Intra-articular pain pump catheters have recently been linked to cases of postarthroscopic glenohumeral chondrolysis (PAGCL). The American Journal of Sports Medicine recently published an article stating the findings of several cases of PAGCL following the use of intra-articular pain pump catheters.
It has been highly suggested that the use of intra-articular pain pump catheters that elute bupivacaine with epinephrine be avoided until further studies and investigations can be conducted.
PAGCL is characterized by the deterioration of cartilage within the glenohumeral joint of the shoulder. The glenohumeral joint is comprised of the shoulder blade socket and the ball at the end of the arm.
Cartilage is needed for smooth joint movements. When the cartilage deteriorates, the patient many suffer the following:
- Shoulder pain that ranges from moderate to severe
- Stiffness in and around the shoulder
- Reduced shoulder movement
- The loss of shoulder movement
- Popping, grinding, or clicking of the shoulder
Severe cases of PAGCL require the replacement of the shoulder. PAGCL may develop following some shoulder surgeries such as arthroscopic surgery.
Arthroscopic surgery uses a tiny camera and lighting apparatus that are inserted through a small incision. The tiny camera captures images of the shoulder and relays the images to a video screen that allows the physician to more accurately assess and operate on the shoulder.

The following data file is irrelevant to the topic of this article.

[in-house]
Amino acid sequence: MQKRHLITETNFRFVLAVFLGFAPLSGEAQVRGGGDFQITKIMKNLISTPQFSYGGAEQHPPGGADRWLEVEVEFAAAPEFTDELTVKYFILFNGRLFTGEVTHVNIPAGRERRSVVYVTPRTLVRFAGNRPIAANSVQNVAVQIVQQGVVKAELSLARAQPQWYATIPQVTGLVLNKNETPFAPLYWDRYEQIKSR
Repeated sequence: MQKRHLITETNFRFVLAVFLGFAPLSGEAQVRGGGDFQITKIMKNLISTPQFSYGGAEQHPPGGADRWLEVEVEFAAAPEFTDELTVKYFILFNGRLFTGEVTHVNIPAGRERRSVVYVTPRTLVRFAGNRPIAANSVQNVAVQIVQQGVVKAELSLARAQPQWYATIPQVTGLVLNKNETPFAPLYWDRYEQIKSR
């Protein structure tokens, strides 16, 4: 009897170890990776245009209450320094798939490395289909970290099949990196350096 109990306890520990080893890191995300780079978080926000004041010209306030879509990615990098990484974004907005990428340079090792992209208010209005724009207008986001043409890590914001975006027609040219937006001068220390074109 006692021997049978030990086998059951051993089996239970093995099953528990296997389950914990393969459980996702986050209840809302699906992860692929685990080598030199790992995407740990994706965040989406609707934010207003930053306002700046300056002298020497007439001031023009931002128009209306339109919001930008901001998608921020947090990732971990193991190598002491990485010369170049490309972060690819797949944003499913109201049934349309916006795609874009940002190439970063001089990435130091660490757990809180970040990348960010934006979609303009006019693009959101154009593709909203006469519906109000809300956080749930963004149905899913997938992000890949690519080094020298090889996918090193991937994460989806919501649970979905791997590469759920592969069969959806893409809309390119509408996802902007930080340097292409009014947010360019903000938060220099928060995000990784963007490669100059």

To help with pain management after arthroscopic surgery, a pain pump that dispenses bupivacaine with epinephrine pain medication is placed directly into the shoulder. The pain pump is removed about two to three days following the shoulder surgery and is disposed of. The shoulder will then heal naturally on its own.
The exact relationship between the intra-articular pain pump catheters and PAGCL is unknown. What is known, however, is that the pain pump is highly associated with PAGCL, according to The American Journal of Sports Medicine.
Please contact our product liability lawyers in South Carolina for more information about your PAGCL shoulder pain pump case if you live in or around the Camden, Sumter, Lexington, Newberry, Orangeburg, and Columbia, South Carolina, areas.
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